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Does City of El Segundo give Chevron special tax favors

untitledA county civil grand jury investigating how much revenue Chevron pays to El Segundo and whether the oil refinery has received favored tax status “was initially concerned with the possibility of conflicts of interest” between the company and the city, according to a newly released report.

But the jury — which opened its investigation because of newspaper articles about Chevron’s tax revenues and the city’s fiscal health — “could substantiate no evidence of any conflict,” the report states.  However, it does offer some recommendations for local leaders, including forming a citizens committee focused on long-term financial planning, and conducting and making public annual audits of Chevron’s utility usage.

City Manager Greg Carpenter rejected the idea of making future audits public.

“It’s definitely (the) council’s decision whether they want to form another citizens commission, board or committee,” Carpenter said, adding: “I think we’re generally pleased with the outcome (of the civil grand jury’s review). We probably would have preferred that they not react to the news reports the way they did.”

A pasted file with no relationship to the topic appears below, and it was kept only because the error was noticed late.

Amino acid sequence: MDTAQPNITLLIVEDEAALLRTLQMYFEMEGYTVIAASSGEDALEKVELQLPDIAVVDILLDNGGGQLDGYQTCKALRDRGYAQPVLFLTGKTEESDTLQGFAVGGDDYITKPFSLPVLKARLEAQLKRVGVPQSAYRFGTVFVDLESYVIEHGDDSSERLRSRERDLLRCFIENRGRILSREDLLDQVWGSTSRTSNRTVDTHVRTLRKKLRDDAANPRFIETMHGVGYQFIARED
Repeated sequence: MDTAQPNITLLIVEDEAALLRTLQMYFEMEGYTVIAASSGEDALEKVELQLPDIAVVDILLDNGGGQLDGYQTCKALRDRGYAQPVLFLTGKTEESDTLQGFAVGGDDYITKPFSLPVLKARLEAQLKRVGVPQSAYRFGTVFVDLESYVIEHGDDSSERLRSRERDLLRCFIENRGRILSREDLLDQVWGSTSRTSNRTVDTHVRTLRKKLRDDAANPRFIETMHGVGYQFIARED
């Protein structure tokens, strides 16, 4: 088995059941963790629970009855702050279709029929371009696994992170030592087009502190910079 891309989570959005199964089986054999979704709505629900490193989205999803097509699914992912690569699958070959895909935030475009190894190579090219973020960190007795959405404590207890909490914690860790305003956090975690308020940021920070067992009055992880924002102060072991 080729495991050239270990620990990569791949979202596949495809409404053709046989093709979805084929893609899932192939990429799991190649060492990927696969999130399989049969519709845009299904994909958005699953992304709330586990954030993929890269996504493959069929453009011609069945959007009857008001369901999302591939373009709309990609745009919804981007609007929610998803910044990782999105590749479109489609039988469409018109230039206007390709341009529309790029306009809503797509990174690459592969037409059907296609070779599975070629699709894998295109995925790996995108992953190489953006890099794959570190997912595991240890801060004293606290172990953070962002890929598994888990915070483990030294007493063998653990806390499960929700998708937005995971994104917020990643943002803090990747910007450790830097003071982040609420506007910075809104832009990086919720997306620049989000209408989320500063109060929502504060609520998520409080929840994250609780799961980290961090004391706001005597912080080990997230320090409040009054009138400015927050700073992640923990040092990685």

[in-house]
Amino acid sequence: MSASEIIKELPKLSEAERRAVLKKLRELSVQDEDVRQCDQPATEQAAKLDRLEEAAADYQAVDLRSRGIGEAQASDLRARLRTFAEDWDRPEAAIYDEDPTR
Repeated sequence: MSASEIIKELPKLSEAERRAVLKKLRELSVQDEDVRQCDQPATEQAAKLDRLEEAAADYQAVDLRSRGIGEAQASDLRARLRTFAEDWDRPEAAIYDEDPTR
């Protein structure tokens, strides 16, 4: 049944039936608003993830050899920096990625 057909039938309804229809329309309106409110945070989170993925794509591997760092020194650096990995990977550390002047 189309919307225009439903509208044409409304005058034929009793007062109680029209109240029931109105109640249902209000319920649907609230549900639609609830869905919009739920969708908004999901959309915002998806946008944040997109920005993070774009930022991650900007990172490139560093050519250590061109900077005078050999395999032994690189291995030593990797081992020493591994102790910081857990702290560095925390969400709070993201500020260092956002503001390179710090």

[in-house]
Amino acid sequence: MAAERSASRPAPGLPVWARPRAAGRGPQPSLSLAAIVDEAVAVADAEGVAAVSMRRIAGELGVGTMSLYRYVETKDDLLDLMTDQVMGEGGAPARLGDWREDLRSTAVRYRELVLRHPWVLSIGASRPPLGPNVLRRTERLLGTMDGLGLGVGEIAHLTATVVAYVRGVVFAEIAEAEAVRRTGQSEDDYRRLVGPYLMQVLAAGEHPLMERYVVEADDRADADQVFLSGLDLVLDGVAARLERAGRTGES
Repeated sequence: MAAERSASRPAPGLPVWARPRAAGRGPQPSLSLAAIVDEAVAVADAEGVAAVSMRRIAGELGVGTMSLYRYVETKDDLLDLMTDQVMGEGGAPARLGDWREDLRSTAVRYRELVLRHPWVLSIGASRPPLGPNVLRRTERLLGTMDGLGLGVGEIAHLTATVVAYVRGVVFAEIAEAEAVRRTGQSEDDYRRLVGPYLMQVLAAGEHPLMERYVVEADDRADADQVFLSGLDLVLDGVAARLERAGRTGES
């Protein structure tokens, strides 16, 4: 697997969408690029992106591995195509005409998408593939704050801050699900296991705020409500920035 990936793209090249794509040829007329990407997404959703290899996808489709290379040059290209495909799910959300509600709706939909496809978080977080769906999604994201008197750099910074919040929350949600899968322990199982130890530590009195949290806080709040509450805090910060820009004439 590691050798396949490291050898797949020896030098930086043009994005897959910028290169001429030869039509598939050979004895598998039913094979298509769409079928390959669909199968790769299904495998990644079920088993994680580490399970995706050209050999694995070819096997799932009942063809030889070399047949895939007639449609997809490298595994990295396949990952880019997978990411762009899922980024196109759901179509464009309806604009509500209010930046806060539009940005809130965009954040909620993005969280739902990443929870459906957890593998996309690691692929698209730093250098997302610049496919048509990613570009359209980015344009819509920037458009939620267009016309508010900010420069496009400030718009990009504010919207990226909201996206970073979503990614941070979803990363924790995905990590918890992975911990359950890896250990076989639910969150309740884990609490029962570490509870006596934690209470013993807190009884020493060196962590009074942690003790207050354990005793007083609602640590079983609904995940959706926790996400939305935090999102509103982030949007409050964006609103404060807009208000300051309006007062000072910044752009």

But the amount of taxes Chevron pays to El Segundo has been heavily debated since the town’s former manager, Doug Willmore, told the City Council in December 2011 that he found inequities in the taxes paid by Chevron compared with other local businesses. After also analyzing revenues from refineries in nearby cities, the staff suggested a ninefold hike in Chevron’s acreage tax.

The civil grand jury factored the new tax agreement into its review, as well as a 1994 pact between Chevron and El Segundo that settled a dispute over how the city’s tax ordinance should apply to the refinery’s natural gas usage. It set the annual rate at $150,000, subject to adjustments for inflation. Willmore argued the deal was illegal and cost the city millions of dollars.

The jurors wrote that, although the nearly 20-year-old agreement provided for annual audits of Chevron’s gas use, none had been done in the years between 1994 and the recent audit.

In short, instead of making Chevron increase their fare share of taxes, the jury opts to suggest creating a committee?  Looks like this is why Doug WIllmore is no longer the city manager.  Whenver irregularities are found and brought to the publics attention, city managers are let go.  Why are communities scared to stand up to energy companies that are polluting the city?

Read the full article here

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About Melissa

I am a lifelong Inglewood resident living in District 4. I serve on PTA and School Site Council as Vice-President, for the last 8 years with Inglewood Unified School District. I volunteer on the Wellness Committee for ICEF Public Schools. I am an alumni of California State University, Dominguez Hills with a degree in Political Science. You can find me on Twitter under @CreoleMommie

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